SALT LAKE CITY (AP) -- Western Governors University, an online university hailed as revolutionary when first created, will have to wait six more months to be considered for accreditation.
Representatives from four regional accrediting associations have delayed action on WGU's application, saying there's still no way to assess the Internet institution, which is set to grant its first degree next month.
''They're basically making it up as they go along because they never had to do this before,'' said Kevin Kinser, an assistant professor of higher education at Louisiana State University who wrote a doctoral dissertation on WGU. ''As much as they don't want to, by definition, they are setting precedent.''
The committee decided two years ago that the university is eligible for accreditation. But WGU has been waiting since then to become an actual candidate, the second stage of the process.
University President Bob Mendenhall said waiting is always expected with a new institution. But committee members say WGU's nontraditional format of classes taught over the Internet poses an unusual problem.
''This is a very new kind of circumstance and people wanted to feel comfortable they had all the important information before making that kind of decision,'' said Steve Crow, executive director of the North Central Association of Colleges and Schools, one of the organizations assessing the virtual college.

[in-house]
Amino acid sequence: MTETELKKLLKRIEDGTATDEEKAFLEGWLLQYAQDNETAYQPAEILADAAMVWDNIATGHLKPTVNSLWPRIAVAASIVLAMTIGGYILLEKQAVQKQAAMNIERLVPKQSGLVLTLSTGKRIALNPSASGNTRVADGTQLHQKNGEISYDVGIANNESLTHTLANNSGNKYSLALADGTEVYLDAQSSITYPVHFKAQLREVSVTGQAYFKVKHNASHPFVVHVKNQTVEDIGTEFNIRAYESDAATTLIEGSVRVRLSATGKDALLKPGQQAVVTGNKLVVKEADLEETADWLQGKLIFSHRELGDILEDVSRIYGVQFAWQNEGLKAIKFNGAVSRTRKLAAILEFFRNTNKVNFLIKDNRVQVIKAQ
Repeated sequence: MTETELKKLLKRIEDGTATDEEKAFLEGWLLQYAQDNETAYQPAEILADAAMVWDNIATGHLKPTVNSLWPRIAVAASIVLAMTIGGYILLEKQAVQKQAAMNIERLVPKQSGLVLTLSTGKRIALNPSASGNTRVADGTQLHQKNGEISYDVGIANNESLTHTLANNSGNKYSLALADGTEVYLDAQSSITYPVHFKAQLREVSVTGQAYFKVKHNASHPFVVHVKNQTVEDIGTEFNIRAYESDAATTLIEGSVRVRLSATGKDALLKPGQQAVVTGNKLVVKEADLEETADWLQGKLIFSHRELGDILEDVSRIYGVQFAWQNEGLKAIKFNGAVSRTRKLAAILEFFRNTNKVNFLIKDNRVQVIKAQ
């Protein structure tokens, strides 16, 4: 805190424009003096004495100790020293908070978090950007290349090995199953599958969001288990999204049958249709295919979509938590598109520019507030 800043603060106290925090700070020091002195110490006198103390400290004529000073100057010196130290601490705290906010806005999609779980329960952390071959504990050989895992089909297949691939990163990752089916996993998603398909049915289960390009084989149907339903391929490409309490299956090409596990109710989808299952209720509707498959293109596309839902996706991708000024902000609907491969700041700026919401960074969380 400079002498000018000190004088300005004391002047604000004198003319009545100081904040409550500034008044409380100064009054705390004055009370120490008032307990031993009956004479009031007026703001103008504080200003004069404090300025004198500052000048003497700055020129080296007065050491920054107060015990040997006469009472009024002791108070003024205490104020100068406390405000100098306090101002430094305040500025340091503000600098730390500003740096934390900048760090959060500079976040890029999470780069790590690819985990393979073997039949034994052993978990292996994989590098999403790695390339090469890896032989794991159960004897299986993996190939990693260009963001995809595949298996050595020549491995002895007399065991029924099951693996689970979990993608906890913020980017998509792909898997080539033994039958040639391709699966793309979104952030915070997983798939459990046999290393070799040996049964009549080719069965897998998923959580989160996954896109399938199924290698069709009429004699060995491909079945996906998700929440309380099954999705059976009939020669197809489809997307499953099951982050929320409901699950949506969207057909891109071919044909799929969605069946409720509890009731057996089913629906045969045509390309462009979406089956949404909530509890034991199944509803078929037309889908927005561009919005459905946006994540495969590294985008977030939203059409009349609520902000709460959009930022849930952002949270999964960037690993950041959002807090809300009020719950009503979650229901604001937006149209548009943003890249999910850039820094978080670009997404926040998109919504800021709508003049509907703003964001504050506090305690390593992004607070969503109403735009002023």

Western governors predicted the online university would revolutionize education when it was launched in 1997. But the school has struggled to find enrollment. Mendenhall said last week that 230 students have signed up.
''It's seen as not having done hardly anything given the hype about it,'' Kinser said.
Degrees from accredited schools mean more to potential employers than do those from unaccredited schools. WGU's first potential graduate, an Alaska woman who should get an associate degree in July, will not have the benefit of accreditation, nor will others in the near future.
''It's not a waste of their time, although it is something students have to consider right now,'' said Amy Terjal, WGU director for university affairs.
Meantime, the university is trying to legitimize its status by offering financial aid, signing agreements with five colleges and bringing companies such as Microsoft on board.
The university is supported by 19 states and 20 corporations and foundations, which have combined to pump millions of dollars into WGU.
''They kind of covered the bases as well as they could, primarily through the political clout of the governors that were involved,'' Kinser said.
Last month, the Western Governors Association urged the committee to speed up the accreditation process.
The panel doesn't know how to ''think outside the box,'' Wyoming Gov. Jim Geringer said last week at the association's annual meeting. ''They don't want to be pioneers.''
But Utah Gov. Mike Leavitt, the driving force behind WGU along with former Colorado Gov. Roy Romer, said accreditation will certainly come.
''We realize that it will take time for the traditional accreditation agencies to feel comfortable with this kind of innovation,'' Leavitt said. ''But the market is demanding it and it will happen.''
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